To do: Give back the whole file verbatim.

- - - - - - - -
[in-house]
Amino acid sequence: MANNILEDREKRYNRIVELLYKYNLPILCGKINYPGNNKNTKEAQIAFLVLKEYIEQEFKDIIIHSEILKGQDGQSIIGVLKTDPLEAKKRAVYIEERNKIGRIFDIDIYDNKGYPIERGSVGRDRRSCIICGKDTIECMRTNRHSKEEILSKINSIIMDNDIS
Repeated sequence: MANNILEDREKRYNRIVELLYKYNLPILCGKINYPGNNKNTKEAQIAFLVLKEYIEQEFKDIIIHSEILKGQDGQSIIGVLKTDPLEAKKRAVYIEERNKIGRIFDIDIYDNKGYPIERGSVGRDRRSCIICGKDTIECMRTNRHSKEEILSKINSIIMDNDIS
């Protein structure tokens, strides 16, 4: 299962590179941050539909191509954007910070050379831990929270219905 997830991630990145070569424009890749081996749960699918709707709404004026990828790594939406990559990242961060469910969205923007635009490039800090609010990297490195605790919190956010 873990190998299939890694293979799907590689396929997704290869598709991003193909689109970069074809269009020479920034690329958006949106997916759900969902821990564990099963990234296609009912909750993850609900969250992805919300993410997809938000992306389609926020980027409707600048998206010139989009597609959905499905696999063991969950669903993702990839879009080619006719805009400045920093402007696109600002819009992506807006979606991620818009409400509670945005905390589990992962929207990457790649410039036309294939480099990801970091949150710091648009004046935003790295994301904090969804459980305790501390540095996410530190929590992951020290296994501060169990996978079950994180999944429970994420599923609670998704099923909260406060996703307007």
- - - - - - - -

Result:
[in-house]
Amino acid sequence: MANNILEDREKRYNRIVELLYKYNLPILCGKINYPGNNKNTKEAQIAFLVLKEYIEQEFKDIIIHSEILKGQDGQSIIGVLKTDPLEAKKRAVYIEERNKIGRIFDIDIYDNKGYPIERGSVGRDRRSCIICGKDTIECMRTNRHSKEEILSKINSIIMDNDIS
Repeated sequence: MANNILEDREKRYNRIVELLYKYNLPILCGKINYPGNNKNTKEAQIAFLVLKEYIEQEFKDIIIHSEILKGQDGQSIIGVLKTDPLEAKKRAVYIEERNKIGRIFDIDIYDNKGYPIERGSVGRDRRSCIICGKDTIECMRTNRHSKEEILSKINSIIMDNDIS
């Protein structure tokens, strides 16, 4: 299962590179941050539909191509954007910070050379831990929270219905 997830991630990145070569424009890749081996749960699918709707709404004026990828790594939406990559990242961060469910969205923007635009490039800090609010990297490195605790919190956010 873990190998299939890694293979799907590689396929997704290869598709991003193909689109970069074809269009020479920034690329958006949106997916759900969902821990564990099963990234296609009912909750993850609900969250992805919300993410997809938000992306389609926020980027409707600048998206010139989009597609959905499905696999063991969950669903993702990839879009080619006719805009400045920093402007696109600002819009992506807006979606991620818009409400509670945005905390589990992962929207990457790649410039036309294939480099990801970091949150710091648009004046935003790295994301904090969804459980305790501390540095996410530190929590992951020290296994501060169990996978079950994180999944429970994420599923609670998704099923909260406060996703307007």